Gouverner en tant que pairs (governing as peers): experts réticents et parents compétents au sein de l’État-providence suédois

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TY - JOUR

T1 - Gouverner en tant que pairs (governing as peers)

T2 - experts réticents et parents compétents au sein de l’État-providence suédois

AU - Eklund, Lisa

AU - Lundqvist, Åsa

PY - 2020

Y1 - 2020

N2 - In recent years, parenting support has gained traction in the Swedish welfare state in both policy and practice. Parenting is seen as determining child outcomes and are thus in need of knowledge and expertise. Yet, at the same time, parents are conceptualised as experts of their own child. The intriguing paradox between parents being experts while at the same time being in need of parenting support is the topic of this article. Based on interviews with parenting support actors, we identify that parenting support actors are “reluctant expert”, keen to respect the autonomy of parents and careful not to appear paternalistic. However, according to the parenting support actors interviewed in this study, suppressing the expert role can also be a strategy to attract more parents and to foster the self-realisation of the “competent parent”. It is argued that the “reluctant expert” and the “competent parent” can only be understood if parenting support practices are viewed as a form of micro-technologies for governing parents within a neoliberal frame, emphasising indirect and horizontal steering of parenthood and families. We propose to conceptualise this as “governing as peers”. Typical for the neoliberal frame is also that both problems and solutions are identified at the individual and family level, rather than the structural level, which infers a responsibilisation of parents.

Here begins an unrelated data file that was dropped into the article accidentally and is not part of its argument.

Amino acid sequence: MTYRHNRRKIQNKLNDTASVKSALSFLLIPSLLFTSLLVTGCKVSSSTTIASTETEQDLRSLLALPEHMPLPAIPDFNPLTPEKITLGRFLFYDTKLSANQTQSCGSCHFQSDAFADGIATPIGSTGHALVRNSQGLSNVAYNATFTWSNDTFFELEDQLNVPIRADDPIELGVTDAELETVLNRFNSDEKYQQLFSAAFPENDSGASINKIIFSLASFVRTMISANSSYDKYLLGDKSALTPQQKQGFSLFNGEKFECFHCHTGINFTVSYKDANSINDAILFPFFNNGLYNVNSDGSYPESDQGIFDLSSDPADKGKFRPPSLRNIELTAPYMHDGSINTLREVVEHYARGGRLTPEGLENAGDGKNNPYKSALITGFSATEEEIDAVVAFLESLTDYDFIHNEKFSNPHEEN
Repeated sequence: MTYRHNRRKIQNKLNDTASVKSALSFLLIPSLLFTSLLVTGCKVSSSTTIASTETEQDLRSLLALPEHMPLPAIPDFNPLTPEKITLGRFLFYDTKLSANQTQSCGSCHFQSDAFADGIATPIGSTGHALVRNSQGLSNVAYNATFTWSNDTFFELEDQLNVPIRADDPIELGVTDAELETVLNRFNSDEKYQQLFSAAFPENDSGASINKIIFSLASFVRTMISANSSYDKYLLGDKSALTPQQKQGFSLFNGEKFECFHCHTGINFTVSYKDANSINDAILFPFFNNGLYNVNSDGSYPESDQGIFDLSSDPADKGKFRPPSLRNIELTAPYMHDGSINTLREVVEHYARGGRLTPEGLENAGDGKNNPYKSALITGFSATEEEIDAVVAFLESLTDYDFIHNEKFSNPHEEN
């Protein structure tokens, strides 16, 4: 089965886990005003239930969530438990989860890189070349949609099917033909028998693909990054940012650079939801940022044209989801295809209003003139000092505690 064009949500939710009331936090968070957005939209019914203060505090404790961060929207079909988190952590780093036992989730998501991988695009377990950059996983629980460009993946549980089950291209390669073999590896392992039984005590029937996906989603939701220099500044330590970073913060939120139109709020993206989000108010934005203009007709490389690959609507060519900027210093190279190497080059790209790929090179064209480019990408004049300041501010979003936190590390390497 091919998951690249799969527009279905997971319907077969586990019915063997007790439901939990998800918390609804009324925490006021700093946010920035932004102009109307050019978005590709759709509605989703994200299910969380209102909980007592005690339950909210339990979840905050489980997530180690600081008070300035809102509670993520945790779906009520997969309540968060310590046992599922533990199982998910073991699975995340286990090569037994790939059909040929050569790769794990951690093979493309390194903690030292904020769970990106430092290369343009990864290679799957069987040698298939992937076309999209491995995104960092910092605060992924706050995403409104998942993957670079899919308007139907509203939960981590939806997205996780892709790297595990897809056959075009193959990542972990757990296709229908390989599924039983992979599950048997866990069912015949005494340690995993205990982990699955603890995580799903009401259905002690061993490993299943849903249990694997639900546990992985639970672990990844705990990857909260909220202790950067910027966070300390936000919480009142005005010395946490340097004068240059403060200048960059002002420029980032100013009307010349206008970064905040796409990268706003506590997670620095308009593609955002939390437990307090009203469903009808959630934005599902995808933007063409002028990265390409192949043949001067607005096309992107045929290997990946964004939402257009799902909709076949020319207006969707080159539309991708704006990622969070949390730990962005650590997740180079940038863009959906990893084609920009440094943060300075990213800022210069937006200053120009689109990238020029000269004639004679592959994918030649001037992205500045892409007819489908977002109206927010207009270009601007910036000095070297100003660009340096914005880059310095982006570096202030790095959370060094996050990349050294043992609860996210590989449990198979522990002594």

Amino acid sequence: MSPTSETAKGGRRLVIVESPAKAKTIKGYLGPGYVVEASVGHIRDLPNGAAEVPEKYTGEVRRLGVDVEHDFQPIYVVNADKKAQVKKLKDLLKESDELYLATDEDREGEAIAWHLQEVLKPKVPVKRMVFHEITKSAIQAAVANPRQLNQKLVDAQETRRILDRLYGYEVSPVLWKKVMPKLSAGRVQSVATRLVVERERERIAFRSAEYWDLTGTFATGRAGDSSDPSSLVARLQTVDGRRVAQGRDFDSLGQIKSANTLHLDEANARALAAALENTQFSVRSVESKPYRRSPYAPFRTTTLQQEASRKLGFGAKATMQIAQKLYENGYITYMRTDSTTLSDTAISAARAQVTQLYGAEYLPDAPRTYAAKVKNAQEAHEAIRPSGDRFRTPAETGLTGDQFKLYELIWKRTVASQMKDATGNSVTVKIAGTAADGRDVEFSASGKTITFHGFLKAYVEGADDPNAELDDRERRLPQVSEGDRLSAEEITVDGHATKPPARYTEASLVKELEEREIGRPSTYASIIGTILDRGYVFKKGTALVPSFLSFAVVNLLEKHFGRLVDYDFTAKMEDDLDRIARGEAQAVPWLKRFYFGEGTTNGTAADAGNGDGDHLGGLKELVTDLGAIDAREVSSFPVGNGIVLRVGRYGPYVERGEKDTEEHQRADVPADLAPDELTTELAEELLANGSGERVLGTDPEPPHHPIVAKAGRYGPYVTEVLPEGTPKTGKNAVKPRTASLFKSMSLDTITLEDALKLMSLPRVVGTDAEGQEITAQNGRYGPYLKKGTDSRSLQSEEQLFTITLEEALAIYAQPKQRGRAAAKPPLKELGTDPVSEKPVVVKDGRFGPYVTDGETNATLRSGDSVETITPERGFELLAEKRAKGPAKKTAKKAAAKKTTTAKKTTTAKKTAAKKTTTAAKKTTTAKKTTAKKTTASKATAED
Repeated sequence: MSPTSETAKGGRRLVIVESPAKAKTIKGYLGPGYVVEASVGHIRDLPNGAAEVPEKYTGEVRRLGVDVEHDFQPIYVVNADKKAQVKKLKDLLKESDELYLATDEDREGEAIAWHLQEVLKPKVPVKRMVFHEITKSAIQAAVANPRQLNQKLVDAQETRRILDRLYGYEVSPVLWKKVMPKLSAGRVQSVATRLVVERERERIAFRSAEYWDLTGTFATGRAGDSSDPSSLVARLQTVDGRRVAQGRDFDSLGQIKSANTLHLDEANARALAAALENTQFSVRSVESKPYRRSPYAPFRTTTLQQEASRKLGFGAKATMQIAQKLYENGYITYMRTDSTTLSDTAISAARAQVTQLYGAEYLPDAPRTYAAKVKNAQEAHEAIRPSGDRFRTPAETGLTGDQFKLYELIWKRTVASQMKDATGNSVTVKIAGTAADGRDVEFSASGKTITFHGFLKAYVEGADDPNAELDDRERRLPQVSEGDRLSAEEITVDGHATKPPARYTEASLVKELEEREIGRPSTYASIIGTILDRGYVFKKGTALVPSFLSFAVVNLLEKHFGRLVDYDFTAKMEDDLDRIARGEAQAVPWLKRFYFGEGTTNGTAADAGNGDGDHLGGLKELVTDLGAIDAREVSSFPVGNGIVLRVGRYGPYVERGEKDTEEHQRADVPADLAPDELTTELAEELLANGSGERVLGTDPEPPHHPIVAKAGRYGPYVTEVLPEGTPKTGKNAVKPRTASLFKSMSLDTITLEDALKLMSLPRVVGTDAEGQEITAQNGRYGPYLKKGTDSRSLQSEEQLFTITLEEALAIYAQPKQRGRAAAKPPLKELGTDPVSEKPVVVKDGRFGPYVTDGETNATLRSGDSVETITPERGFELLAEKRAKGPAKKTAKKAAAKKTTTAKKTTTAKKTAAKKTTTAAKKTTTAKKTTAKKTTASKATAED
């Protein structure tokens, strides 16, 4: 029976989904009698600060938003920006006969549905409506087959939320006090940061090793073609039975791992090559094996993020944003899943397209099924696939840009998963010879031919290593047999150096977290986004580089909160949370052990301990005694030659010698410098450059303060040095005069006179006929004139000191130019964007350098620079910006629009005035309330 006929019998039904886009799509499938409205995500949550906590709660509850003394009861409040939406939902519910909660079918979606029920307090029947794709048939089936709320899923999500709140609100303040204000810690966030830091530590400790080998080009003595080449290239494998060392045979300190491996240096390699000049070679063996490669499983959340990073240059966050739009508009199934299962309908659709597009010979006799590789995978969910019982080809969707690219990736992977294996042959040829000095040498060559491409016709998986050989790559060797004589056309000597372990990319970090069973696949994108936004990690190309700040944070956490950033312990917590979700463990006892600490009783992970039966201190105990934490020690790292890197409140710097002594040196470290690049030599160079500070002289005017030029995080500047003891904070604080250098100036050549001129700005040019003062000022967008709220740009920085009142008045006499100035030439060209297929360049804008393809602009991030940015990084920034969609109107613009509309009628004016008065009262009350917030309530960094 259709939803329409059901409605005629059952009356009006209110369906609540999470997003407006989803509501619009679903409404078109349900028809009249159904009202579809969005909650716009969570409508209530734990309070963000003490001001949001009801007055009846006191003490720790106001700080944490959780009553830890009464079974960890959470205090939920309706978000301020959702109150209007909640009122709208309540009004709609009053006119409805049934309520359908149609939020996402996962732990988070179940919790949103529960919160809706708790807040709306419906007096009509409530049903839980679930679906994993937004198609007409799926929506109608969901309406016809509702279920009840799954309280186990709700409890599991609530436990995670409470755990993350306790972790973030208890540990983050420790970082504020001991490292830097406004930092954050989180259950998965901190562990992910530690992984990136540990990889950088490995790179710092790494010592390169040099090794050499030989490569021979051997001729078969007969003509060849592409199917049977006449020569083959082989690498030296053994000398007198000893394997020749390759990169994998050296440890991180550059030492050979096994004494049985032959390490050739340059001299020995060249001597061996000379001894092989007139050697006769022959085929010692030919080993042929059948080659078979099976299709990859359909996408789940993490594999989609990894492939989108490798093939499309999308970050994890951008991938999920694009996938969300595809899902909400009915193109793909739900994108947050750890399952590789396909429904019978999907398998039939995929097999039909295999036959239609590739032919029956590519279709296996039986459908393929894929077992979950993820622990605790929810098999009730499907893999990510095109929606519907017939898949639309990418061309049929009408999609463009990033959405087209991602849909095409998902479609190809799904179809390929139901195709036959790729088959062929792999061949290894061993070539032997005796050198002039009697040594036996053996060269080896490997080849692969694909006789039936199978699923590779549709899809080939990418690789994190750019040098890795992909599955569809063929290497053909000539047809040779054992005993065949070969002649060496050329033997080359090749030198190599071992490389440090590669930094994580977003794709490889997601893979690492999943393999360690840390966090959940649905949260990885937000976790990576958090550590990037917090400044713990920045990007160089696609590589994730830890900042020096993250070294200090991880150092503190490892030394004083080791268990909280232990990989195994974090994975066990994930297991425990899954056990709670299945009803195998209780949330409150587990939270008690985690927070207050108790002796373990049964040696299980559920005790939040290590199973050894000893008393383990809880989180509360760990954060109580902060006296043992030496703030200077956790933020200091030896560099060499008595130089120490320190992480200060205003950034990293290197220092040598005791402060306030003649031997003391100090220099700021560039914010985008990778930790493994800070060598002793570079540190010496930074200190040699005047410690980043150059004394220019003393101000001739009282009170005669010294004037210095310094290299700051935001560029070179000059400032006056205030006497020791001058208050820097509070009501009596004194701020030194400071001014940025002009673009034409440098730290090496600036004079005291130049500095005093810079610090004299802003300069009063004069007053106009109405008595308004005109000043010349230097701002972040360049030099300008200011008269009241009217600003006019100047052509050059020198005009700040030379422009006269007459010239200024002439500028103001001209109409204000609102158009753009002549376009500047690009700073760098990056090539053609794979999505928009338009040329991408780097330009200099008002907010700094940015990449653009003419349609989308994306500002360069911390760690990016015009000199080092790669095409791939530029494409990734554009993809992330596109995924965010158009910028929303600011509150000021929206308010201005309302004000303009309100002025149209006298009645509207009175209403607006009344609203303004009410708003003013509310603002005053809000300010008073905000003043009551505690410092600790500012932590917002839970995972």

AB - In recent years, parenting support has gained traction in the Swedish welfare state in both policy and practice. Parenting is seen as determining child outcomes and are thus in need of knowledge and expertise. Yet, at the same time, parents are conceptualised as experts of their own child. The intriguing paradox between parents being experts while at the same time being in need of parenting support is the topic of this article. Based on interviews with parenting support actors, we identify that parenting support actors are “reluctant expert”, keen to respect the autonomy of parents and careful not to appear paternalistic. However, according to the parenting support actors interviewed in this study, suppressing the expert role can also be a strategy to attract more parents and to foster the self-realisation of the “competent parent”. It is argued that the “reluctant expert” and the “competent parent” can only be understood if parenting support practices are viewed as a form of micro-technologies for governing parents within a neoliberal frame, emphasising indirect and horizontal steering of parenthood and families. We propose to conceptualise this as “governing as peers”. Typical for the neoliberal frame is also that both problems and solutions are identified at the individual and family level, rather than the structural level, which infers a responsibilisation of parents.

KW - Parenting support

KW - Experts

KW - Governmentality

KW - Governing as peers

KW - Sweden

KW - Welfare State

UR - https://www.erudit.org/en/journals/lsp/2020-n85-lsp05691/1073745ar.pdf

M3 - Artikel i vetenskaplig tidskrift

SP - 128

JO - Lien social et Politiques

JF - Lien social et Politiques

SN - 1703-9665

IS - 85

ER -